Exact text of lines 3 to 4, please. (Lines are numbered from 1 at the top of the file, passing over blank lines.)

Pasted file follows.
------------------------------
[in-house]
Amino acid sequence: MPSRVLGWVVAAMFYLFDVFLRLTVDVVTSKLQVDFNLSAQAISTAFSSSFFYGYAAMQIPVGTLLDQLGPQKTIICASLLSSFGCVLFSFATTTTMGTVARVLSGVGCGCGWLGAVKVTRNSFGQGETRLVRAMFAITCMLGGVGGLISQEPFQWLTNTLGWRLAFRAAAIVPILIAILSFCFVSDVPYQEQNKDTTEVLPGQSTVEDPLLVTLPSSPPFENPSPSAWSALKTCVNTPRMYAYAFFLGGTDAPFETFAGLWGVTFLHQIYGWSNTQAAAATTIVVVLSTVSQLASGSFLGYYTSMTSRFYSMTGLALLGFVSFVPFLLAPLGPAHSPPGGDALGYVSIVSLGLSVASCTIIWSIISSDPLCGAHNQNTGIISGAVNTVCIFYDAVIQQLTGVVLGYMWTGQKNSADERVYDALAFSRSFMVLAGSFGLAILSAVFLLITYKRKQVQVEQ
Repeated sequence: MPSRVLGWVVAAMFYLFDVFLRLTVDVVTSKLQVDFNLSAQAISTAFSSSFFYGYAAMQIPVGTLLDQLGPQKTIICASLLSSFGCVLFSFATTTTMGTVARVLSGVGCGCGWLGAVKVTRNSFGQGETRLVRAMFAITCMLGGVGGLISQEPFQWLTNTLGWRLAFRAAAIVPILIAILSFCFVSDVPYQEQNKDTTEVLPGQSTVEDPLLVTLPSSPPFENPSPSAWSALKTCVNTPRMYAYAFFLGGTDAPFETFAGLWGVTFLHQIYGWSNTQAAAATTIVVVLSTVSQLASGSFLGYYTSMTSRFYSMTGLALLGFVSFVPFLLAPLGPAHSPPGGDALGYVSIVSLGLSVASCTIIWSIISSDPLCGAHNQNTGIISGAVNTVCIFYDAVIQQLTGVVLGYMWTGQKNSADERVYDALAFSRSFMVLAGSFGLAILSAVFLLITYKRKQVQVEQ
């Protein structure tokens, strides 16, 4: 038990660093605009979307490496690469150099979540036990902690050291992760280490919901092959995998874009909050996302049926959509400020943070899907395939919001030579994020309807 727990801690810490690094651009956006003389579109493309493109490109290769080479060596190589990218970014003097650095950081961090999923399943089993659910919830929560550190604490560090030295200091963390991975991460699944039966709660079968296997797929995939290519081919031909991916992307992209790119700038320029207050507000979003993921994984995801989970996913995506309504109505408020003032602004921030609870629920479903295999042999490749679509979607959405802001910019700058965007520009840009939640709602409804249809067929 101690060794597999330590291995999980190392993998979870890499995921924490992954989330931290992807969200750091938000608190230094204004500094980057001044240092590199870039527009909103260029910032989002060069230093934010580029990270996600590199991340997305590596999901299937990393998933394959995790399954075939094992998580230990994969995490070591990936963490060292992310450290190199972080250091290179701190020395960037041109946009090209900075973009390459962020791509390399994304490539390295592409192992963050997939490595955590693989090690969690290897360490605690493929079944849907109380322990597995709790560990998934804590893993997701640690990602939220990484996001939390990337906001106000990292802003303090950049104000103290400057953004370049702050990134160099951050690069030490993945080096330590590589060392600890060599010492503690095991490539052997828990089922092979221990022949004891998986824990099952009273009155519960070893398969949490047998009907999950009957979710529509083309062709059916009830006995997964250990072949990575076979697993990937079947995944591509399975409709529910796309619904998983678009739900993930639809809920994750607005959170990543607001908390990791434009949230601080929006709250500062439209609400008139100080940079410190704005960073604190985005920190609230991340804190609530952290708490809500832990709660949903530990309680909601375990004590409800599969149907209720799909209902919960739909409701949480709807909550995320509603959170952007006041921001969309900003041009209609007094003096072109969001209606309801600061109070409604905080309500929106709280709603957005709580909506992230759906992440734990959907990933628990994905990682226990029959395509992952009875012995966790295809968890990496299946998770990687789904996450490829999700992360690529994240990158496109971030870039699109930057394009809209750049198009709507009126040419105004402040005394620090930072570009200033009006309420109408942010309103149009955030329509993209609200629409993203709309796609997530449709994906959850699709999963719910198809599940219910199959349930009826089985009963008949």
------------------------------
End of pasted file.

Repeated sequence: MPSRVLGWVVAAMFYLFDVFLRLTVDVVTSKLQVDFNLSAQAISTAFSSSFFYGYAAMQIPVGTLLDQLGPQKTIICASLLSSFGCVLFSFATTTTMGTVARVLSGVGCGCGWLGAVKVTRNSFGQGETRLVRAMFAITCMLGGVGGLISQEPFQWLTNTLGWRLAFRAAAIVPILIAILSFCFVSDVPYQEQNKDTTEVLPGQSTVEDPLLVTLPSSPPFENPSPSAWSALKTCVNTPRMYAYAFFLGGTDAPFETFAGLWGVTFLHQIYGWSNTQAAAATTIVVVLSTVSQLASGSFLGYYTSMTSRFYSMTGLALLGFVSFVPFLLAPLGPAHSPPGGDALGYVSIVSLGLSVASCTIIWSIISSDPLCGAHNQNTGIISGAVNTVCIFYDAVIQQLTGVVLGYMWTGQKNSADERVYDALAFSRSFMVLAGSFGLAILSAVFLLITYKRKQVQVEQ
């Protein structure tokens, strides 16, 4: 038990660093605009979307490496690469150099979540036990902690050291992760280490919901092959995998874009909050996302049926959509400020943070899907395939919001030579994020309807 727990801690810490690094651009956006003389579109493309493109490109290769080479060596190589990218970014003097650095950081961090999923399943089993659910919830929560550190604490560090030295200091963390991975991460699944039966709660079968296997797929995939290519081919031909991916992307992209790119700038320029207050507000979003993921994984995801989970996913995506309504109505408020003032602004921030609870629920479903295999042999490749679509979607959405802001910019700058965007520009840009939640709602409804249809067929 101690060794597999330590291995999980190392993998979870890499995921924490992954989330931290992807969200750091938000608190230094204004500094980057001044240092590199870039527009909103260029910032989002060069230093934010580029990270996600590199991340997305590596999901299937990393998933394959995790399954075939094992998580230990994969995490070591990936963490060292992310450290190199972080250091290179701190020395960037041109946009090209900075973009390459962020791509390399994304490539390295592409192992963050997939490595955590693989090690969690290897360490605690493929079944849907109380322990597995709790560990998934804590893993997701640690990602939220990484996001939390990337906001106000990292802003303090950049104000103290400057953004370049702050990134160099951050690069030490993945080096330590590589060392600890060599010492503690095991490539052997828990089922092979221990022949004891998986824990099952009273009155519960070893398969949490047998009907999950009957979710529509083309062709059916009830006995997964250990072949990575076979697993990937079947995944591509399975409709529910796309619904998983678009739900993930639809809920994750607005959170990543607001908390990791434009949230601080929006709250500062439209609400008139100080940079410190704005960073604190985005920190609230991340804190609530952290708490809500832990709660949903530990309680909601375990004590409800599969149907209720799909209902919960739909409701949480709807909550995320509603959170952007006041921001969309900003041009209609007094003096072109969001209606309801600061109070409604905080309500929106709280709603957005709580909506992230759906992440734990959907990933628990994905990682226990029959395509992952009875012995966790295809968890990496299946998770990687789904996450490829999700992360690529994240990158496109971030870039699109930057394009809209750049198009709507009126040419105004402040005394620090930072570009200033009006309420109408942010309103149009955030329509993209609200629409993203709309796609997530449709994906959850699709999963719910198809599940219910199959349930009826089985009963008949």